Targeted investment needed to improve UK's basic skills, says UCU

29 January 2009 | last updated: 11 December 2015

UCU today urged the government to allocate funding for basic skills to the areas that need it most.

The union agreed with the assessment from the Public Accounts Committee (PAC) that this government has done much to try and improve basic skills, but also that there are still too many adults without basic literacy and numeracy.
UCU general secretary, Sally Hunt, said: 'The government has been right to invest money in improving the skills of adult learners, but much more work still has to be done. The number of adults without functional English and maths remains deeply shocking. There needs to be sustained investment in basic skills to repair that damage and help the generation that was allowed to leave school without basic qualifications.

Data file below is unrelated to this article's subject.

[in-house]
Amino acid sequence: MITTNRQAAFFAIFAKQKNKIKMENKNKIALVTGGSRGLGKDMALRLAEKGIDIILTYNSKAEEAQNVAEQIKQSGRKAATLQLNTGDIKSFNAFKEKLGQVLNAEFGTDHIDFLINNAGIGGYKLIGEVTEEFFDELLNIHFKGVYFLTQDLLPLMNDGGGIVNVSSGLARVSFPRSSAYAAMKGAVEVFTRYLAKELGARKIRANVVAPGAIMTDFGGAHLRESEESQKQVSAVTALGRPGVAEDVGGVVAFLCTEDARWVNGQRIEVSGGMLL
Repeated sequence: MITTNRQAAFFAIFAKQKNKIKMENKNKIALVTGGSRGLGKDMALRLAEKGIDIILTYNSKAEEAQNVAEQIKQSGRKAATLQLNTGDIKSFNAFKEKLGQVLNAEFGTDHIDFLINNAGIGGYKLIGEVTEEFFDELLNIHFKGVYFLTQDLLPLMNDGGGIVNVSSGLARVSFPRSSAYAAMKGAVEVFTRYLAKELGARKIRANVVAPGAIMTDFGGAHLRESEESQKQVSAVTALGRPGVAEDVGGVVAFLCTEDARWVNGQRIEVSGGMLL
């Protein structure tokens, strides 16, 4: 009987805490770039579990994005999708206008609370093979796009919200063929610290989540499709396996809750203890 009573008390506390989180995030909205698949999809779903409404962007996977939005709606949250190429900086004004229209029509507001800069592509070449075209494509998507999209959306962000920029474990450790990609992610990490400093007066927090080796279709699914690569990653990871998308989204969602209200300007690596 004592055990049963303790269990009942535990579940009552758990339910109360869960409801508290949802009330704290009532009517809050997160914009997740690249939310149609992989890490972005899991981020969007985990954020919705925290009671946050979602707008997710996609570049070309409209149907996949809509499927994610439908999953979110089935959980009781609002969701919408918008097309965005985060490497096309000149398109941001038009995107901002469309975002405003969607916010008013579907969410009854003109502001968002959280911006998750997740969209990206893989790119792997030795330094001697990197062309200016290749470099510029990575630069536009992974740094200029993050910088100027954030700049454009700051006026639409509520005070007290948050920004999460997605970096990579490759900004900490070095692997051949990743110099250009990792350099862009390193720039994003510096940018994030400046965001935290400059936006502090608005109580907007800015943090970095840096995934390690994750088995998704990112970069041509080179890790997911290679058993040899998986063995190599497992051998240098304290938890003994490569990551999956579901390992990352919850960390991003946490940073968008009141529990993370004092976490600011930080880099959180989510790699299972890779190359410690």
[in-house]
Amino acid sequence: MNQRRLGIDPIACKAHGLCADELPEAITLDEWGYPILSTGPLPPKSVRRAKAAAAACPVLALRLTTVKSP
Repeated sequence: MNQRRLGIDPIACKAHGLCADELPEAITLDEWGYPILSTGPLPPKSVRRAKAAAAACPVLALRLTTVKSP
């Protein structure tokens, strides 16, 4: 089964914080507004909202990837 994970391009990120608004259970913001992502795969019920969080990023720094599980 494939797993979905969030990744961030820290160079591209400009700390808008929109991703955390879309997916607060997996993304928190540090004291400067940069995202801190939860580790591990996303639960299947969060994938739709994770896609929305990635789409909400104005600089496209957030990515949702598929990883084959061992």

'The committee rightly points out that low levels of achievement with adult literacy go back over decades, but in the last couple of years 1.4m adults have been lost from adult learning. We have to recognise that one size does not fit all and that people who do not wish to use traditional routes to learning still have access to the classes they desperately need. UCU is a founder member of the Campaigning Alliance for Lifelong Learning (CALL), formed to fight cuts to adult education, and we will be putting pressure on the government to defend and promote lifelong learning.
'UCU members do a lot of incredible work with adults looking to pick up new skills and we are committed to working with the government to further improve standards. However, ministers have to move away from target-driven funding and allocate money to the lower level programmes that really need it. In tough economic times low-skilled people are traditionally the hardest hit and it's essential that we increase access to education for them.'